This is Sony’s second E3 showing featuring their PlayStation VR (PSVR) headset. This year’s lineup is a mix of fresh ideas and ones we’ve seen before. They range from a military shooter that makes use of the Aim motion-controlled gun, a side scrolling adventure, competitive dodgeball and psychological horror. Here’s what’s worth getting excited for and what looks like it still needs some time in the oven.
Star Child is one of those VR games that is impossible to convey in something like an E3 press conference. A 2D side scroller/puzzle platformer with 3D elements doesn’t seem like it would be a good fit for VR, but it works wonderfully when you experience it. The game allows you to sit back and see a wider view of the level, or lean in and see all the detail in this gorgeous sci-fi world. As most side-scrollers run left to right, you can physically look to your right to see what lies ahead in the level.
In its current form the VR aspect is just for observation, but it does add that level of immersion that VR often does. The demos was a very small glimpse of things to come. “Star Child” is early in development and will be available for PSVR and non-VR next year.
“The Inpatient” is another chance for Supermassive games to bring the scares in VR. I’ve always believed that horror is at home in VR, and apparently Supermassive agrees after developing games like “Until Dawn: Rush of Blood.”
You play a character from the first-person perspective who is institutionalized and suffering from amnesia. You can choose dialog options to try to unravel the mystery of your past. The gameplay varies from full motion and being able to walk around with the analog sticks on a controller to being on rails if you’re being wheeled down the halls of the hospital strapped to a wheelchair. The final version will have voice recognition so you’ll be able to say your responses rather than choose on-screen prompts. Not enough VR games take advantage of the PlayStation’s built-in microphone. This feature wasn’t included in the demo version, but I’m curious to see how well it works.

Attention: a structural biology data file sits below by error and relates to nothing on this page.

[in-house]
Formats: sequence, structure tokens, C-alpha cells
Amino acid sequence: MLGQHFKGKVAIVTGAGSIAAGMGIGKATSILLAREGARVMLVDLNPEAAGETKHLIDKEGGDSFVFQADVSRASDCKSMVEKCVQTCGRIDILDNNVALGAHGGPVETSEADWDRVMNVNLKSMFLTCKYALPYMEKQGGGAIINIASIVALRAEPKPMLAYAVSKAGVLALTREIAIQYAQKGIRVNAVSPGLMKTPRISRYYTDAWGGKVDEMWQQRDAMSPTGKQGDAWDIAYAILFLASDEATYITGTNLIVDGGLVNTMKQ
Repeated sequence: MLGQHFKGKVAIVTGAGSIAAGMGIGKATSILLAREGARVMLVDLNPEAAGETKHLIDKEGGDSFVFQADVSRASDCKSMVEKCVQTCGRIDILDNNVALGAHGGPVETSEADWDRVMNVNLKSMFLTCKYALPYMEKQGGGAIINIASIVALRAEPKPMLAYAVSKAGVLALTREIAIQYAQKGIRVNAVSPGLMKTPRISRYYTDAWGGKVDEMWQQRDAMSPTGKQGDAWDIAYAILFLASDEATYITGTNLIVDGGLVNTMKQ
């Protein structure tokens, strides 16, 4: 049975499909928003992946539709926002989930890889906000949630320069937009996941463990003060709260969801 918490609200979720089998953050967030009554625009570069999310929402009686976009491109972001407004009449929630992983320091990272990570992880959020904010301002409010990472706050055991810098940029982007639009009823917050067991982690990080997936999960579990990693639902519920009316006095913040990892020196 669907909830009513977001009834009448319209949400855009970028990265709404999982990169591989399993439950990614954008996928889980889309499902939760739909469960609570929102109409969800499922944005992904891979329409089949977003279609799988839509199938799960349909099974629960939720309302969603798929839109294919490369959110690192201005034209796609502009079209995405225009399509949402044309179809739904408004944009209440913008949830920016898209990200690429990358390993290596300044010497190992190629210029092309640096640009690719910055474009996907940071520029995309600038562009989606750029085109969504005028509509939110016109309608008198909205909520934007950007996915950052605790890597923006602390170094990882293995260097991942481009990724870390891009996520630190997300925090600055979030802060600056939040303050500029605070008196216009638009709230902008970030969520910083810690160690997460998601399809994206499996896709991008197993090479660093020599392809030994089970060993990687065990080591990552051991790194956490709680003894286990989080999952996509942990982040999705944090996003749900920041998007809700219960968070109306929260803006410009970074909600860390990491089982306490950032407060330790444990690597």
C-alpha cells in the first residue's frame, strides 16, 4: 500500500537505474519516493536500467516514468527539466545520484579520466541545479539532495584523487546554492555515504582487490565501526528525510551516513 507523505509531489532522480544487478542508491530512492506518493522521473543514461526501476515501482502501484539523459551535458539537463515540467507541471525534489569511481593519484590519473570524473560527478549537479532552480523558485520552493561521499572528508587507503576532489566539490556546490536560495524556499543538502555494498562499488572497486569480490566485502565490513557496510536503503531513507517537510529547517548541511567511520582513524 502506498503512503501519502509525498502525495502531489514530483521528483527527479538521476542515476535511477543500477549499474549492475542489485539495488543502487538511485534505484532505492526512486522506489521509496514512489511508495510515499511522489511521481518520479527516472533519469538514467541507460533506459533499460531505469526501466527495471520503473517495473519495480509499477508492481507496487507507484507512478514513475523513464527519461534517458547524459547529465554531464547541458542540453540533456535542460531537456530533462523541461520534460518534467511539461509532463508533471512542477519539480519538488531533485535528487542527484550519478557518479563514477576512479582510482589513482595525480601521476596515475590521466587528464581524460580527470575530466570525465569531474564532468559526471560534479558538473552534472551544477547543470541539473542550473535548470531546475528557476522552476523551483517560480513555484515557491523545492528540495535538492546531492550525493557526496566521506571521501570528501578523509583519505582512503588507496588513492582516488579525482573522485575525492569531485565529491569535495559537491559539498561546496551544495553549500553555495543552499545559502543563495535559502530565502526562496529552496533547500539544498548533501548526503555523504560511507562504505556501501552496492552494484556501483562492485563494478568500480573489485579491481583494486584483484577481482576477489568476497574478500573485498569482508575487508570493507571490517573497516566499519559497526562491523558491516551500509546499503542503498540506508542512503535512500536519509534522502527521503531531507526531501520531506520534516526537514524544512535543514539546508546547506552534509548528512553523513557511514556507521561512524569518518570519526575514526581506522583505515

According to the dev team, the game is set in the same world as “Until Dawn,” but is its own story. It’s unclear if characters we’ve met in that game will make an appearance. It’s not even clear what time period “The Inpatient” is set, but it looks like it could be the 1950’s or 60’s.
The E3 demo was a bit of a slow burn that ramped up with creepy environments and true jump scares toward the end. Supermassive managed to make a rail shooter creepy in “Rush of Blood,” and it looks like they’re set to succeed once again in “The Inpatient.” Unfortunately, PSVR is your only gateway into “The Inpatient,” there are no plans for a non-VR version.
“Bravo Team” is another game from Supermassive that is tonally different from their other projects. This game takes advantage of the Aim controller that was first introduced with the sci-fi shooter “Farpoint.” “Farpoint” doesn’t just work because of the controller, but because of the exploration. “Bravo Team” doesn’t appear to have that, and relies on movement from cover to cover rather than fully free movement.
This game is a co-op military cover shooter. You’re looking for available cover that allows you to advance your character through a linear level. Once you’re in cover, you pop out, shoot your enemies and advance once it’s safe to do so. The Aim controller works well enough, but a game needs more than just shooting in a VR setting. The game is early, so we’ll see if the final version will be more intriguing. That will take some work in its current state.
Here’s the biggest surprise of from Sony’s VR showing. “Sparc” is an online competitive VR game that plays like high-tech dodgeball. Throwing and catching ball is one of the oldest and most tried and true forms of fun. “Sparc” takes full advantage of the joy that throwing a ball can bring and adds a layer of competition.
Two players are stationary on opposite sides of a long hallway, and each player has their own ball that spawns in front of them. They can grab that ball with move controllers (the game is only playable with Move controllers) and hurl it down the hall at their opponent. While holding your ball, you can generate a shield that can deflect your enemies throw, and send it back to them as your offensive throw. When trying to stay out of the way of an incoming ball, you can dodge, punch it with gauntlets or deflect it with the shield. Whichever player scores the most hits in the time limit wins.
The action plays a little like air hockey. You can choose to bounce your throws off of the walls so the opponent won’t be able to track it by the time it gets close enough to score, or you can try to throw a heater down the middle.
My only concern is having an overpowered turtle approach to the game. A player could score one point early, and then just hold onto their own ball to use the one-hit shield and basically just try to avoid incoming throws without taking any offensive chances. Having timed matches makes that approach appealing and could slow down the action.
If the demo was any indication, “Sparc” could be a PSVR hit. It was certainly the most lively PSVR demo setup in the Sony booth. The two people competing were in headsets next to each other, and the competition was heated.
There is room for competitive VR to grow, and “Sparc” is bringing creative ideas to that scene. I’m looking forward to playing the final version with friends later this year.